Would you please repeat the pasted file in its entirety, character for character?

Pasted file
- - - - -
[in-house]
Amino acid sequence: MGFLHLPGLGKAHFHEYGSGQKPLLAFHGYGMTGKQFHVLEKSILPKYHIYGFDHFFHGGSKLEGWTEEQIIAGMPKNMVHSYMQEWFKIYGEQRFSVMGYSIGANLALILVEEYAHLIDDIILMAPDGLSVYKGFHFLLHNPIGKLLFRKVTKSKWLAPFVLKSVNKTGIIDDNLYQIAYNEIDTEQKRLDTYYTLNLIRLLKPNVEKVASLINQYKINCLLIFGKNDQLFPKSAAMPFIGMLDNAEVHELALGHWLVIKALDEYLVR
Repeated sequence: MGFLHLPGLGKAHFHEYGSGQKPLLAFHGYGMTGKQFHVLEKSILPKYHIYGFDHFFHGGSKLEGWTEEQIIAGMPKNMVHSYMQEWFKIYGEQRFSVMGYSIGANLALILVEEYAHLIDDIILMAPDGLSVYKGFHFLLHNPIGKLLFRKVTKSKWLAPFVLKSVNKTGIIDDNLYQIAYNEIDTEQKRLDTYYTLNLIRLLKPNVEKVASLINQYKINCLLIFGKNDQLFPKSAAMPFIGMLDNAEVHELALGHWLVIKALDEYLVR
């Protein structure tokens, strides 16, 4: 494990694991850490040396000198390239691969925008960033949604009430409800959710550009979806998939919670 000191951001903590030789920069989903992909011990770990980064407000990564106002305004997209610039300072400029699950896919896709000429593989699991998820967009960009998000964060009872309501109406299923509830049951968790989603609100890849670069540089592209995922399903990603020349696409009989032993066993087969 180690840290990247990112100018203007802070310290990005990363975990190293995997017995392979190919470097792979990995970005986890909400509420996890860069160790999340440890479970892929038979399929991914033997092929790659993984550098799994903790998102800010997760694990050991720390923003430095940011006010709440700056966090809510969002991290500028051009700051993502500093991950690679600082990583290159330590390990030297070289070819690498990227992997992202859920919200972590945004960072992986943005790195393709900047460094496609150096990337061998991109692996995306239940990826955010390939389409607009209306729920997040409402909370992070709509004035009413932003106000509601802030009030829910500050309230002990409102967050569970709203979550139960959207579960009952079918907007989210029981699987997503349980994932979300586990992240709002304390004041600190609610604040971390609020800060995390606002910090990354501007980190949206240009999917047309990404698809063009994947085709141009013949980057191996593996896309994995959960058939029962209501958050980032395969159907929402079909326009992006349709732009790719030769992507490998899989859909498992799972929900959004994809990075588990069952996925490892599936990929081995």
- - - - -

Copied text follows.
[in-house]
Amino acid sequence: MGFLHLPGLGKAHFHEYGSGQKPLLAFHGYGMTGKQFHVLEKSILPKYHIYGFDHFFHGGSKLEGWTEEQIIAGMPKNMVHSYMQEWFKIYGEQRFSVMGYSIGANLALILVEEYAHLIDDIILMAPDGLSVYKGFHFLLHNPIGKLLFRKVTKSKWLAPFVLKSVNKTGIIDDNLYQIAYNEIDTEQKRLDTYYTLNLIRLLKPNVEKVASLINQYKINCLLIFGKNDQLFPKSAAMPFIGMLDNAEVHELALGHWLVIKALDEYLVR
Repeated sequence: MGFLHLPGLGKAHFHEYGSGQKPLLAFHGYGMTGKQFHVLEKSILPKYHIYGFDHFFHGGSKLEGWTEEQIIAGMPKNMVHSYMQEWFKIYGEQRFSVMGYSIGANLALILVEEYAHLIDDIILMAPDGLSVYKGFHFLLHNPIGKLLFRKVTKSKWLAPFVLKSVNKTGIIDDNLYQIAYNEIDTEQKRLDTYYTLNLIRLLKPNVEKVASLINQYKINCLLIFGKNDQLFPKSAAMPFIGMLDNAEVHELALGHWLVIKALDEYLVR
């Protein structure tokens, strides 16, 4: 494990694991850490040396000198390239691969925008960033949604009430409800959710550009979806998939919670 000191951001903590030789920069989903992909011990770990980064407000990564106002305004997209610039300072400029699950896919896709000429593989699991998820967009960009998000964060009872309501109406299923509830049951968790989603609100890849670069540089592209995922399903990603020349696409009989032993066993087969 180690840290990247990112100018203007802070310290990005990363975990190293995997017995392979190919470097792979990995970005986890909400509420996890860069160790999340440890479970892929038979399929991914033997092929790659993984550098799994903790998102800010997760694990050991720390923003430095940011006010709440700056966090809510969002991290500028051009700051993502500093991950690679600082990583290159330590390990030297070289070819690498990227992997992202859920919200972590945004960072992986943005790195393709900047460094496609150096990337061998991109692996995306239940990826955010390939389409607009209306729920997040409402909370992070709509004035009413932003106000509601802030009030829910500050309230002990409102967050569970709203979550139960959207579960009952079918907007989210029981699987997503349980994932979300586990992240709002304390004041600190609610604040971390609020800060995390606002910090990354501007980190949206240009999917047309990404698809063009994947085709141009013949980057191996593996896309994995959960058939029962209501958050980032395969159907929402079909326009992006349709732009790719030769992507490998899989859909498992799972929900959004994809990075588990069952996925490892599936990929081995």